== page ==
Never meet your heroes, says Tony.
Heroes Vengeance has been at various points a highly emotionally-charged and well-plotted story of how the men in the Gutierrez family interpret the spirit of Vengeance – El Vegador – as a symbol not of actual vengeance but of popular hope, either as a masked wrestler, or as an EVO vigilante, fighting back against human traffickers and the corrupt cops on whom they rely to ply their trade. Writers Seamus Kevin Fahey and Zach Craley have developed a believable and richly textured backstory for Oscar Gutierrez, brother of Carlos from the TV version of Heroes Reborn. Both brothers have their grandfather to look up to and both of them have in their own way espoused a form of personal bravery – Carlos by going to war as a soldier, Oscar by staying at home in the old neighbourhood and living a double life, using the El Vengador mask and his EVO nature to deliver a bloody nose to the gangs that make his part of town dangerous for good people to live in.
That said, issue #5, the final issue in the sequence, is a staggering and unexpected disappointment. The storyline of Oscar’s underground railway for EVO prisoners was really gathering steam, but this issue feels rushed and unfocused, trying to do too much all at once within too few pages and panels. It tries to wrap up the underground railway story, provide a link back from Oscar to his grandfather, the original El Vengador, (who wrestled in the mask but was eventually unmasked in the ring, his career curtailed by the decision of the gangs that his fight should be fixed in favour of his opponent), provide a link forward from Oscar’s incarnation of El Vengador to that of Carlos, as portrayed on screen, and still deliver the tense action and fighting sequences that have become part of Heroes Vengeance’s stock in trade.
It fails in a couple of these intentions, most crucially the wrapping up of the underground railway story and the passing on of the El Vengador persona to Oscar.
The second of these is actually the most critical, in that it robs the whole five-issue arc of its intended purpose as a kind of contextualising semi-origin story for the on-screen Hero. We gain quite a lot of texture about the history of Carlos’ family and its history of embodying El Vengador in these five issues, certainly, but the handover to the on-screen generation is bungled, so we don’t get the connection and we lose the potential point. In essence, all that’s come before is rendered only interesting in its own right, without providing that vital thread to Oscar’s taking up the mask. This issue gives us a thread, certainly, with Oscar discovering Carlos in the mask, but there’s no real wealth of context given to Carlos’ understanding of what his brother did that would lead him to necessarily take over the family heroing business. The explanation we get feels like it needs more connectivity between the brothers, more confidence between them to explain the continuing of Oscar’s mission by his younger brother.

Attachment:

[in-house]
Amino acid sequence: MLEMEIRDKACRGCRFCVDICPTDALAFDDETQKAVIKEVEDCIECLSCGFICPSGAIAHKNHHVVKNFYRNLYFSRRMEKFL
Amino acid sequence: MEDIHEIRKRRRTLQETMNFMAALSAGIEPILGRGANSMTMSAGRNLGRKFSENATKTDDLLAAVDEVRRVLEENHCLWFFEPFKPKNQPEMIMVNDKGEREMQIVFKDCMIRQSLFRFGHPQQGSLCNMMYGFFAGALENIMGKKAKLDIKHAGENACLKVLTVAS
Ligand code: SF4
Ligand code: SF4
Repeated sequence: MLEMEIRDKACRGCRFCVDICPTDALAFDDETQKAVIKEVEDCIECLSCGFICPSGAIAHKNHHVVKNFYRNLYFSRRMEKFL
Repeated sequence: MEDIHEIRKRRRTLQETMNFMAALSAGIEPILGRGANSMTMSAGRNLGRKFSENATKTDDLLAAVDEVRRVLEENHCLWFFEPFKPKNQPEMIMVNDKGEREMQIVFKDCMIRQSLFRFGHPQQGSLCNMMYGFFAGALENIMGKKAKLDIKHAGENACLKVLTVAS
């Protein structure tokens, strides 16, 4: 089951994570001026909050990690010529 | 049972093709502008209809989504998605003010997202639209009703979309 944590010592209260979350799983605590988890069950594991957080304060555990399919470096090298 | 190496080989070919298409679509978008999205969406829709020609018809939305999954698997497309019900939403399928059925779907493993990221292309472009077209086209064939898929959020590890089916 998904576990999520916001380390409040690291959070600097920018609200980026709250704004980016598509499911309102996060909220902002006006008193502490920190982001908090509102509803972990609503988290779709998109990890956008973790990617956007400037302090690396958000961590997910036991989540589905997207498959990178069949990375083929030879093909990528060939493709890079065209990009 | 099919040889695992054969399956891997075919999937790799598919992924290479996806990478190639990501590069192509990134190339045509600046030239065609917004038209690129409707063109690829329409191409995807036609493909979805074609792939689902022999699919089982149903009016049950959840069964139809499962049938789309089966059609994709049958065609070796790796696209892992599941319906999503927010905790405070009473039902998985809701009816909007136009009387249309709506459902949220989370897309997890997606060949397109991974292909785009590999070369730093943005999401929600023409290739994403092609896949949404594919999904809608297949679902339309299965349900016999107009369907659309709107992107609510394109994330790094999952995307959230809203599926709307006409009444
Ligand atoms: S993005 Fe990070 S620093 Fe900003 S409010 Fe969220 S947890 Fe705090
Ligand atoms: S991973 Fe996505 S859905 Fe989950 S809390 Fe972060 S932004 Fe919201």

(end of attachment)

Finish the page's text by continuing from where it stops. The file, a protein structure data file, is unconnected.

In terms of the underground railway thread, that too disappears somewhere in the action panels. We understand that the crooked cops and the gangs want the railway stopped, but then the story goes into hyperdrive, fast forwarding through some indeterminate amount of time with Oscar doing his best, making the difference he can, but fighting an apparently endless battle against the gangs and eventually getting caught and bleeding to death – again, the exact nature of that encounter is left frustratingly vague, as though all the texture of the man and his life has been sacrificed at the last minute in a quest to get from A-B, from Oscar as El Vengador to Oscar dead so that Carlos can take on the mantle. It feels like a classic case of a student writing an essay, waffling for half its length because he’s not sure he has enough to say, then realising he has to fit a whole third act into the last five hundred words. It’s an amateurism with which we’re unaccustomed in Titan Comics, which normally paces out its storylines with a far more professional skill than this.
It's an issue made all the more frustrating because the fight scenes continue here and, of all the elements, they would have been the most productively cuttable. Granted, in a gritty superhero comic-book, you need some action, but there’s a prolonged car chase and fight sequence here which could have been productively shortened to give more scope to delivering a connection between the Gutierrez brothers, making the eventual discovery of a dead Oscar by Carlos a thing with significantly more impact and giving us a thread to believe Carlos would have taken up his brother’s fight.
All this being said, Rubine, the artist who has rendered El Vengador into being with all his intensity and richness of texture intact continues to impress throughout this issue, giving us vivid images all the way through and working overtime towards the end to sell the progress of El Vengador as Oscar continues his fight against the gangs, and for the innocent people of his city. Believe us when we tell you that the artistic skills are very much in place to have delivered a cracking finale to this story. What’s missing, and where this issue falls down on those that have preceded it, is the narrative connectivity and the pacing from Fahey and Craley, which sadly leaves issue #5 of Heroes Vengeance, and ultimately the whole backstory of El Vengador, feeling unfinished and oddly empty.
Tony Fyler lives in a cave of wall-to-wall DVDs and Blu-Rays somewhere fairly
nondescript in Wales, and never goes out to meet the "Real People". Who,
Torchwood, Sherlock, Blake, Treks, Star Wars, obscure stuff from the
70s and 80s and comedy from the dawn of time mean he never has to. By
runs an editing house, largely as an
excuse not to have to work for a living. He's currently writing a Book.
With Pages and everything. Follow his progress at FylerWrites.co.uk